For the debt securities for which we do not use a third-party NRSRO risk rating, we seek to have our risk rating system mirror the risk rating systems of major risk rating organizations, such as those provided by a NRSRO. While we seek to mirror the NRSRO systems, we cannot provide any assurance that our risk rating system will provide the same risk rating as a NRSRO for these securities. The following chart is an estimate of the relationship of our risk rating system to the designations used by two NRSROs as they risk

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rate debt securities of major companies. Because our system rates debt securities of companies that are unrated by any NRSRO, there can be no assurance that the correlation to the NRSRO set out below is accurate. We believe our risk rating would be significantly higher than a typical NRSRO risk rating because the risk rating of the typical NRSRO is designed for larger businesses. However, our risk rating has been designed to risk rate the securities of smaller businesses that are not rated by a typical NRSRO. Therefore, when we use our risk rating on larger business securities, the risk rating is higher than a typical NRSRO rating. The primary difference between our risk rating and the rating of a typical NRSRO is that our risk rating uses more quantitative determinants and includes qualitative determinants that we believe are not used in the NRSRO rating. It is our understanding that most debt securities of medium-sized companies do not exceed the grade of BBB on a NRSRO scale, so there would be no debt securities in the middle market that would meet the definition of AAA, AA or A. Therefore, our scale begins with the designation 10 as the best risk rating which may be equivalent to a BBB from a NRSRO, however, no assurance can be given that a 10 on our scale is equal to a BBB on a NRSRO scale.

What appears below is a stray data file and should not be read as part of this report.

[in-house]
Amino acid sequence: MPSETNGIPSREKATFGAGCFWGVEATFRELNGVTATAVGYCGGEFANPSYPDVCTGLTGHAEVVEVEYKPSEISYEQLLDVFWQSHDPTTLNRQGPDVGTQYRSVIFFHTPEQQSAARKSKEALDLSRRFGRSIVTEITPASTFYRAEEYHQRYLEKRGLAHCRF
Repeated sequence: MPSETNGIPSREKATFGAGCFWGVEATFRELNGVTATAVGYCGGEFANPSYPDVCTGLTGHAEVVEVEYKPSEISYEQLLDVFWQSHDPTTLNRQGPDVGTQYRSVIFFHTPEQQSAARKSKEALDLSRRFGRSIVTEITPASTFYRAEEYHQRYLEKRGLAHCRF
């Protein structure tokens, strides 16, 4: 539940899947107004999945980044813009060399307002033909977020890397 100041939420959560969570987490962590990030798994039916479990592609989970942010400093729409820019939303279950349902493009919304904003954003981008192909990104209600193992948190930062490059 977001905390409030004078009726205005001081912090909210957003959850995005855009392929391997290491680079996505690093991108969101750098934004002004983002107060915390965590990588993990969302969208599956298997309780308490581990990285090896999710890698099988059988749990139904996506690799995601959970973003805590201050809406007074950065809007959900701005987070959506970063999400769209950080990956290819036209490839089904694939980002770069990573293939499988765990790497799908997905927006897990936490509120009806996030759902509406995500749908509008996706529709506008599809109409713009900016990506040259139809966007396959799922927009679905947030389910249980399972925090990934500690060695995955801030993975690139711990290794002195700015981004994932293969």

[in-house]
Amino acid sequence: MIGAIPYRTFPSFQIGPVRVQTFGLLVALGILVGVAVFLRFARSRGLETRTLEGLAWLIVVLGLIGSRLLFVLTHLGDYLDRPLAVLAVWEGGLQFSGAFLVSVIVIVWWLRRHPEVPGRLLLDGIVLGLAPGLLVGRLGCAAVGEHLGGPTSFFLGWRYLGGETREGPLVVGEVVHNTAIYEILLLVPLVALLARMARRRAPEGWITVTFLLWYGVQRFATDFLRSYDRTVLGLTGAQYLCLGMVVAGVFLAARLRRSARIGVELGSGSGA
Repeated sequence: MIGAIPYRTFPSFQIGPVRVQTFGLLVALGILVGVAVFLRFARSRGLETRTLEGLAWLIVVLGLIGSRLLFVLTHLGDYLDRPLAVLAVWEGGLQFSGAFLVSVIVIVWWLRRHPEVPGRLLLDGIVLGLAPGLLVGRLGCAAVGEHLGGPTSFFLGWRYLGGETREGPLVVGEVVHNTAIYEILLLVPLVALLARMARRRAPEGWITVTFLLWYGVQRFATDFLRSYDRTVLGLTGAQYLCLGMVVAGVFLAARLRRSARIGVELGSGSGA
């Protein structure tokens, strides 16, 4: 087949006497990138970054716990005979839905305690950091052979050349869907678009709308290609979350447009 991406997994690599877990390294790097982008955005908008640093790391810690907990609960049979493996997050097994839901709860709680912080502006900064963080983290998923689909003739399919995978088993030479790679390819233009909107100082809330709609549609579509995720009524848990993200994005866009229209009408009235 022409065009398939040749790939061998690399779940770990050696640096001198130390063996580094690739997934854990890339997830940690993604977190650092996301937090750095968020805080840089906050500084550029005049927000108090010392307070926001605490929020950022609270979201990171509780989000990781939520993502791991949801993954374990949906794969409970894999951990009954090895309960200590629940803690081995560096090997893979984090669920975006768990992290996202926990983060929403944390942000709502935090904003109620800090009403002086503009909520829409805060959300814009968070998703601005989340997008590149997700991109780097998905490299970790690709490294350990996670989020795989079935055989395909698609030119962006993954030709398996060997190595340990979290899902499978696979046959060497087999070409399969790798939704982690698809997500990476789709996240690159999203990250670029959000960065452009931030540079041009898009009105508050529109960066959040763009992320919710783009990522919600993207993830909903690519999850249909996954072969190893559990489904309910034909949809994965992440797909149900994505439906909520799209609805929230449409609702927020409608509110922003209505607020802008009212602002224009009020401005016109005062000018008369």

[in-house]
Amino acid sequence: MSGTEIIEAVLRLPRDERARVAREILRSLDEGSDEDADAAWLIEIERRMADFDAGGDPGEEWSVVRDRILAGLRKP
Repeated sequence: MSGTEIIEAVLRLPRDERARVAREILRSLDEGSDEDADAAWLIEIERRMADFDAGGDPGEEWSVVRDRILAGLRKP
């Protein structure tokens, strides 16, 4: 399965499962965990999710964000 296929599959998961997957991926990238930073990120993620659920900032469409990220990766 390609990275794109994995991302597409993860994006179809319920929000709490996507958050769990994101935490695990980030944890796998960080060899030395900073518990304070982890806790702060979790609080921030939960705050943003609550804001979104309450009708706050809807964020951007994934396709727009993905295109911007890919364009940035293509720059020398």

Company's
System

  First
NRSRO

  Second
NRSRO

  Gladstone Investment's Description(a)
>10   Baa2   BBB   Probability of Default (PD) during the next ten years is 4% and the Expected Loss (EL) is 1% or less
10   Baa3   BBB-   PD is 5 and the EL is 1 to 2%
9   Ba1   BB+   PD is 10 and the EL is 2 to 3%
8   Ba2   BB   PD is 16 and the EL is 3 to 4%
7   Ba3   BB-   PD is 17.8 and the EL is 4 to 5%
6   B1   B+   PD is 22 and the EL is 5 to 6.5%
5   B2   B   PD is 25 and the EL is 6.5 to 8%
4   B3   B-   PD is 27 and the EL is 8 to 10%
3   Caa1   CCC+   PD is 30 and the EL is 10.0 to 13.3%
2   Caa2   CCC   PD is 35 and the EL is 13.3 to 16.7%
1   Caa3   CC   PD is 65 and the EL is 16.7 to 20%
0   N/a   D   PD is 85 or there is a Payment Default and the EL is greater than 20%

(a)
The default rates set forth are for a ten year term debt security. If a debt security is less than ten years, then the probability of default is adjusted to a lower percentage for the shorter period, which may move the security higher on our risk rating scale.

        The above scale gives an indication of the probability of default and the magnitude of the loss if there is a default. Our policy is to stop accruing interest on an investment if we determine that interest is no longer collectible. At March 31, 2008, two investments were on non-accrual and at March 31, 2007, one investment was on non-accrual. Additionally, we do not risk rate our equity securities.

        The following table lists the risk ratings for all non-syndicated loans in our portfolio at March 31, 2008 and March 31, 2007, representing approximately 51% and 44%, respectively, of all loans in our portfolio: